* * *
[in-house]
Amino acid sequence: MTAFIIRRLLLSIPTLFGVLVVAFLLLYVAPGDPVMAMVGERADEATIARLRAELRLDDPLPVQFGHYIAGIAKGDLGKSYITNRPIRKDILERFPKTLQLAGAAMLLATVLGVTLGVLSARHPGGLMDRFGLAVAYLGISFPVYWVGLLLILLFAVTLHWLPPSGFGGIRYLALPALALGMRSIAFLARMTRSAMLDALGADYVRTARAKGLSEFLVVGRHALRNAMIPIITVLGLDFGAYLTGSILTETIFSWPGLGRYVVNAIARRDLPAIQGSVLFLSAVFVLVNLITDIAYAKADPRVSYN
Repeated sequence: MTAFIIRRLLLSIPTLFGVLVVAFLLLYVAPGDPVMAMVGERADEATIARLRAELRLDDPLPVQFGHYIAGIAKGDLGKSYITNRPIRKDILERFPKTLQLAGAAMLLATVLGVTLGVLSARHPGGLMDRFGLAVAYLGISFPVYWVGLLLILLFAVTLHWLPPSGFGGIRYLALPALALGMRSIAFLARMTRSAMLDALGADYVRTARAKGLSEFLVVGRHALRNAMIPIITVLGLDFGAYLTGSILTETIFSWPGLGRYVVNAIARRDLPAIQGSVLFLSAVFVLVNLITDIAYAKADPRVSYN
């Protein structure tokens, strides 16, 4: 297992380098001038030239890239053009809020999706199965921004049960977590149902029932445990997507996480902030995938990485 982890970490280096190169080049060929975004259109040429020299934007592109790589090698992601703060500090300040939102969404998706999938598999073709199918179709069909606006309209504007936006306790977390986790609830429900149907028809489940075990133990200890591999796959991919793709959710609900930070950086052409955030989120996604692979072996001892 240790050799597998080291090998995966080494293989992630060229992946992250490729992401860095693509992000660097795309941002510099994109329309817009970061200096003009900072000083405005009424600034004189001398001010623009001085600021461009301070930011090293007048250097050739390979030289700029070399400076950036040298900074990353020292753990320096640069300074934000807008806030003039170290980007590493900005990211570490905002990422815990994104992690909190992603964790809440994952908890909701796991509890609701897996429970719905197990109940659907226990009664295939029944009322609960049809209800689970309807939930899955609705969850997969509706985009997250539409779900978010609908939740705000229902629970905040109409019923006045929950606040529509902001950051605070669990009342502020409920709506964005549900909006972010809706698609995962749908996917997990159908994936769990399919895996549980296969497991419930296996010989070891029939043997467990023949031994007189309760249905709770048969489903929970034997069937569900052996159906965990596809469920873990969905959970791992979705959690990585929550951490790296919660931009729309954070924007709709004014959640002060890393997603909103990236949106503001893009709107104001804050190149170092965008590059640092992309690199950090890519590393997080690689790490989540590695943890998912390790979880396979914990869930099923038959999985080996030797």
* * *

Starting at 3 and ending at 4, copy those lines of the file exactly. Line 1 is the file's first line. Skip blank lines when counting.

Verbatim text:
Repeated sequence: MTAFIIRRLLLSIPTLFGVLVVAFLLLYVAPGDPVMAMVGERADEATIARLRAELRLDDPLPVQFGHYIAGIAKGDLGKSYITNRPIRKDILERFPKTLQLAGAAMLLATVLGVTLGVLSARHPGGLMDRFGLAVAYLGISFPVYWVGLLLILLFAVTLHWLPPSGFGGIRYLALPALALGMRSIAFLARMTRSAMLDALGADYVRTARAKGLSEFLVVGRHALRNAMIPIITVLGLDFGAYLTGSILTETIFSWPGLGRYVVNAIARRDLPAIQGSVLFLSAVFVLVNLITDIAYAKADPRVSYN
């Protein structure tokens, strides 16, 4: 297992380098001038030239890239053009809020999706199965921004049960977590149902029932445990997507996480902030995938990485 982890970490280096190169080049060929975004259109040429020299934007592109790589090698992601703060500090300040939102969404998706999938598999073709199918179709069909606006309209504007936006306790977390986790609830429900149907028809489940075990133990200890591999796959991919793709959710609900930070950086052409955030989120996604692979072996001892 240790050799597998080291090998995966080494293989992630060229992946992250490729992401860095693509992000660097795309941002510099994109329309817009970061200096003009900072000083405005009424600034004189001398001010623009001085600021461009301070930011090293007048250097050739390979030289700029070399400076950036040298900074990353020292753990320096640069300074934000807008806030003039170290980007590493900005990211570490905002990422815990994104992690909190992603964790809440994952908890909701796991509890609701897996429970719905197990109940659907226990009664295939029944009322609960049809209800689970309807939930899955609705969850997969509706985009997250539409779900978010609908939740705000229902629970905040109409019923006045929950606040529509902001950051605070669990009342502020409920709506964005549900909006972010809706698609995962749908996917997990159908994936769990399919895996549980296969497991419930296996010989070891029939043997467990023949031994007189309760249905709770048969489903929970034997069937569900052996159906965990596809469920873990969905959970791992979705959690990585929550951490790296919660931009729309954070924007709709004014959640002060890393997603909103990236949106503001893009709107104001804050190149170092965008590059640092992309690199950090890519590393997080690689790490989540590695943890998912390790979880396979914990869930099923038959999985080996030797």